Magazine article Variety

Beware of Mr. Baker

Magazine article Variety

Beware of Mr. Baker

Article excerpt

Beware of Mr. Baker

Docu

When a documentary begins with its subject using his crutch to deliver a vicious blow to the director's nose, it's reasonably safe to expect less-than-smooth sailing ahead. And sure enough, the teasing possibility that other outbursts may disrupt the uneasy alliance between legendary drummer Ginger Baker and filmmaker Jay Bulger provides an underlying tension to the aptly titled "Beware of Mr. Baker." Winner of the docu jury award at SXSW, this fascinating portrait of the aging rock god as an angry old coot could attract ticketbuyers as well as homevid renters and buyers after fest exposure.

"Beware of Mr. Baker" had its origins in a startlingly candid Rolling Stone interview Baker granted Bulger at the rock legend's sprawling enclave in South Africa (The entrance to the spread is marked by a sign bearing the warning that gives the pic its title.)

A physical wreck after decades of substance abuse and debilitating health issues, Baker nonetheless proved to be of sufficiently sound mind to share numerous anecdotes about his fleeting but enduringly memorable glory days with the supergroups Cream and Blind Faith, along with stories of his other colorful personal and professional misadventures throughout the world.

For the production of the docu, Bulger returned to Baker's retreat, where the rock legend üves with his much younger African wife, her kids and 39 polo ponies. Throughout most of the oncamera interviews, Baker alternates between bemused introspection and acid sarcasm. Told that he is considered the father of punk rock, he snarls, "It should have been aborted."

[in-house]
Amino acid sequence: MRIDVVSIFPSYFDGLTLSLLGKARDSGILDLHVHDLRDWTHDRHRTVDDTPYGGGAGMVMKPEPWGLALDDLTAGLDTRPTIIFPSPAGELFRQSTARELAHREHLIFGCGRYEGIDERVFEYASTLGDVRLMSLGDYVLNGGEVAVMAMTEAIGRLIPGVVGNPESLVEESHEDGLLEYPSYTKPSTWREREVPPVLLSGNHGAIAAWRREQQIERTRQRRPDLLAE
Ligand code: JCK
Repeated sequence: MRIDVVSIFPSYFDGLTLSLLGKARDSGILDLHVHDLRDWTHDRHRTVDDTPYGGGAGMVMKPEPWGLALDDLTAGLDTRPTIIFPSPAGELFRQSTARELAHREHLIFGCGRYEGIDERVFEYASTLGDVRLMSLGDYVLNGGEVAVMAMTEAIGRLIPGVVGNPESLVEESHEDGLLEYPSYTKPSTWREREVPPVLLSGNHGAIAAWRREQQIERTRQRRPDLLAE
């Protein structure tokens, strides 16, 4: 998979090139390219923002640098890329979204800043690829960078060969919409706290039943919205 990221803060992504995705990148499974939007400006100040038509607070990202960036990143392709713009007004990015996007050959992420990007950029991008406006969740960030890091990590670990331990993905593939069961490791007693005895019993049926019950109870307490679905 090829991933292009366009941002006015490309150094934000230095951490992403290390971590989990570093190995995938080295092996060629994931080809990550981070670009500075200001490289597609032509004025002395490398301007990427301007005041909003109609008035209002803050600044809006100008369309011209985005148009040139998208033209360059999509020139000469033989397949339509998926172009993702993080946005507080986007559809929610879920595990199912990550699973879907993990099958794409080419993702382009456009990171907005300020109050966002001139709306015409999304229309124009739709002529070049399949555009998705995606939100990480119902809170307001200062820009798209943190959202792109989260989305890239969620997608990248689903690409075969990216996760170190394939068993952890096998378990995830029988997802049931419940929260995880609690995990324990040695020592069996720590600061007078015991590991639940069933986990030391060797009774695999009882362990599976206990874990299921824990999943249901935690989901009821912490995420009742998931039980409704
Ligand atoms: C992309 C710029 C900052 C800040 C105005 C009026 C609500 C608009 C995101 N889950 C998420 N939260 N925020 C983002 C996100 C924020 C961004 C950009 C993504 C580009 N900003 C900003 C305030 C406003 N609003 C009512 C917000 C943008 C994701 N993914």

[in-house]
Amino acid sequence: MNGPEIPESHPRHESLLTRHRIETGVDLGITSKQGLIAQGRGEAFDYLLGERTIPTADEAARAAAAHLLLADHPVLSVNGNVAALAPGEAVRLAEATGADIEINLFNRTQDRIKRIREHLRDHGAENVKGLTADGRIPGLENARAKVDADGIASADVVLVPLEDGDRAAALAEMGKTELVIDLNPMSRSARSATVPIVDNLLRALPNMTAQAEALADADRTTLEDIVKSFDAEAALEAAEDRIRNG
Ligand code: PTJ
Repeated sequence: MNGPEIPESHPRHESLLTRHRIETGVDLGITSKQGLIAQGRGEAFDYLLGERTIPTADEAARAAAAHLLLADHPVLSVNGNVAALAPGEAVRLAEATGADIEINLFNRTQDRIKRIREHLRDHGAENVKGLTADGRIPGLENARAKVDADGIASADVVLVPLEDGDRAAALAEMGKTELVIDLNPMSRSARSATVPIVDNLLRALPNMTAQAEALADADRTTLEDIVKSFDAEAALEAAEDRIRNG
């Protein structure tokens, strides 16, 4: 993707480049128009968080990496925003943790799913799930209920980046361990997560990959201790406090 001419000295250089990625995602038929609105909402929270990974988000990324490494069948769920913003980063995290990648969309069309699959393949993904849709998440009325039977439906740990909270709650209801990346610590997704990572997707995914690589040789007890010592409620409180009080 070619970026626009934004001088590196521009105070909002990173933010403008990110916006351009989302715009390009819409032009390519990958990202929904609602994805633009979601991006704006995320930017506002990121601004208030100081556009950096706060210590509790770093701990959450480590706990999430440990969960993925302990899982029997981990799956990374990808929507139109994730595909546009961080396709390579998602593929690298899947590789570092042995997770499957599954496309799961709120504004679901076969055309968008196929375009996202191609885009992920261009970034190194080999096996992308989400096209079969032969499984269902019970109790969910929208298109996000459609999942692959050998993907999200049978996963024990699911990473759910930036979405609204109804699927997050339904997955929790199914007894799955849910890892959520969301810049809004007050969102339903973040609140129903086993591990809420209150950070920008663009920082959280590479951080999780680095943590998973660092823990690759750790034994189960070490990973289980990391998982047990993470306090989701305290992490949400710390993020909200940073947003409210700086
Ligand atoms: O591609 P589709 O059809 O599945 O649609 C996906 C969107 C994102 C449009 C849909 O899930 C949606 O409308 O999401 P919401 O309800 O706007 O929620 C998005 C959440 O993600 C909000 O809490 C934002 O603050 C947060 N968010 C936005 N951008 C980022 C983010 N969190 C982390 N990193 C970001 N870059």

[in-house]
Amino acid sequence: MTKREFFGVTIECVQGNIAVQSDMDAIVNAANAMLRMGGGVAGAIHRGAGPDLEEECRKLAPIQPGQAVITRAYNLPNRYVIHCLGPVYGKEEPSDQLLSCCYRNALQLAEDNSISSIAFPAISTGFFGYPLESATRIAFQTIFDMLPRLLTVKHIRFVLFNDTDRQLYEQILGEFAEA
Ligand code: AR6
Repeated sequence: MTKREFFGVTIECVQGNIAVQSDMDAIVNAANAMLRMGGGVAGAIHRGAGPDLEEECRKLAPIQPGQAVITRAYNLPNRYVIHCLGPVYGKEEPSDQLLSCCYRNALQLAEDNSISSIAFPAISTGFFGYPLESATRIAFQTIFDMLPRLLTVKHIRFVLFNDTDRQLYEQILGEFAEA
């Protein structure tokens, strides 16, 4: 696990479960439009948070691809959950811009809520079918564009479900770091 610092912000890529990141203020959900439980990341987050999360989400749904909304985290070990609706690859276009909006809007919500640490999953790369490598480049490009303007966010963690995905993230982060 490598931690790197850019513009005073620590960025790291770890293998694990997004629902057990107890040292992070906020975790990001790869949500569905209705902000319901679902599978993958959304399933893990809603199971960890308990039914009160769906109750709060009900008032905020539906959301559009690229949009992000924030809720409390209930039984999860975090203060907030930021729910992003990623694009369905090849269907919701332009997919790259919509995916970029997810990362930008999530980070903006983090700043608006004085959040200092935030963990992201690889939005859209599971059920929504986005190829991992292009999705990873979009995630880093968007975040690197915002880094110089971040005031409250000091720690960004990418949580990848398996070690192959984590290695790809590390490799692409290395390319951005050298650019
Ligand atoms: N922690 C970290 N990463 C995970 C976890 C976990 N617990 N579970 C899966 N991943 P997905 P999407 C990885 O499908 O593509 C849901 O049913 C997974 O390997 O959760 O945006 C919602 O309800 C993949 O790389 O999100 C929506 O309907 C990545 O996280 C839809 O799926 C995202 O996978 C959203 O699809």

Baker is nothing if not forthcoming when discussing the exhilarating highs and dispiriting lows of a life journey that has taken him from scaling international pop charts and jamming with Afrobeat artist FeIa Kiiti to wallowing in debt, abandoning wives and children, and nearly killing himself with drugs. (At one point, he laughs but does not smile as he recalls hearing a radio news bulletin inaccurately, but plausibly, reporting his death.)

And while he's willing to take full credit for his wide and lasting influence as a rock drummer - an influence acknowledged during Bulger's interviews with such notables as Charlie Watts, Stuart Copeland and Johnny Rotten - Baker repeatedly indicates that, all things considered, he might have done better to stick to his first love, jazz. …

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